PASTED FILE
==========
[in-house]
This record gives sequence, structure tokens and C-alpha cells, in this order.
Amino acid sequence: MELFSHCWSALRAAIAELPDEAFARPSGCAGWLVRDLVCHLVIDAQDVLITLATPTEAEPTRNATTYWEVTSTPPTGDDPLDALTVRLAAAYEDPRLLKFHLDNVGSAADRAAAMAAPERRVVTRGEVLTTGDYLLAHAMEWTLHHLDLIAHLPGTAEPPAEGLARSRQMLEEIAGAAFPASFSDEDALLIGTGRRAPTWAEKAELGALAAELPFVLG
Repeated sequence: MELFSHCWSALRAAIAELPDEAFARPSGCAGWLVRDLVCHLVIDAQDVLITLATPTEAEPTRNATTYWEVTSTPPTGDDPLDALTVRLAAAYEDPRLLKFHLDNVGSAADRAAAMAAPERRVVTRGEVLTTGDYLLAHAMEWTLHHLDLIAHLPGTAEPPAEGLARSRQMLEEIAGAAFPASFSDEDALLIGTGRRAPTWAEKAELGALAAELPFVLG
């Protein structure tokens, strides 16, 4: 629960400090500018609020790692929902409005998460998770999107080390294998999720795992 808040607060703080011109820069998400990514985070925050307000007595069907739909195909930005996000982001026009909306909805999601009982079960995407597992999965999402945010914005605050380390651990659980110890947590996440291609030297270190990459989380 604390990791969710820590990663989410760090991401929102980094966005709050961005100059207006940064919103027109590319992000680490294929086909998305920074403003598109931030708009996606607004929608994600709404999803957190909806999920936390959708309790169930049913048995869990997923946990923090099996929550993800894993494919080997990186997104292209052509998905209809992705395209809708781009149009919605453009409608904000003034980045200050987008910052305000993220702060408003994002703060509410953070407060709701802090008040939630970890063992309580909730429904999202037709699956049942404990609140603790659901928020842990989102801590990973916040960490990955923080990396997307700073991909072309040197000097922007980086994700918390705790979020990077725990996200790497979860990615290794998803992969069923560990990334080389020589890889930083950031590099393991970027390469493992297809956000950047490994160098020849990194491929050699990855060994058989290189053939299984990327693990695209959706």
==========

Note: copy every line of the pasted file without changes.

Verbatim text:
[in-house]
This record gives sequence, structure tokens and C-alpha cells, in this order.
Amino acid sequence: MELFSHCWSALRAAIAELPDEAFARPSGCAGWLVRDLVCHLVIDAQDVLITLATPTEAEPTRNATTYWEVTSTPPTGDDPLDALTVRLAAAYEDPRLLKFHLDNVGSAADRAAAMAAPERRVVTRGEVLTTGDYLLAHAMEWTLHHLDLIAHLPGTAEPPAEGLARSRQMLEEIAGAAFPASFSDEDALLIGTGRRAPTWAEKAELGALAAELPFVLG
Repeated sequence: MELFSHCWSALRAAIAELPDEAFARPSGCAGWLVRDLVCHLVIDAQDVLITLATPTEAEPTRNATTYWEVTSTPPTGDDPLDALTVRLAAAYEDPRLLKFHLDNVGSAADRAAAMAAPERRVVTRGEVLTTGDYLLAHAMEWTLHHLDLIAHLPGTAEPPAEGLARSRQMLEEIAGAAFPASFSDEDALLIGTGRRAPTWAEKAELGALAAELPFVLG
């Protein structure tokens, strides 16, 4: 629960400090500018609020790692929902409005998460998770999107080390294998999720795992 808040607060703080011109820069998400990514985070925050307000007595069907739909195909930005996000982001026009909306909805999601009982079960995407597992999965999402945010914005605050380390651990659980110890947590996440291609030297270190990459989380 604390990791969710820590990663989410760090991401929102980094966005709050961005100059207006940064919103027109590319992000680490294929086909998305920074403003598109931030708009996606607004929608994600709404999803957190909806999920936390959708309790169930049913048995869990997923946990923090099996929550993800894993494919080997990186997104292209052509998905209809992705395209809708781009149009919605453009409608904000003034980045200050987008910052305000993220702060408003994002703060509410953070407060709701802090008040939630970890063992309580909730429904999202037709699956049942404990609140603790659901928020842990989102801590990973916040960490990955923080990396997307700073991909072309040197000097922007980086994700918390705790979020990077725990996200790497979860990615290794998803992969069923560990990334080389020589890889930083950031590099393991970027390469493992297809956000950047490994160098020849990194491929050699990855060994058989290189053939299984990327693990695209959706």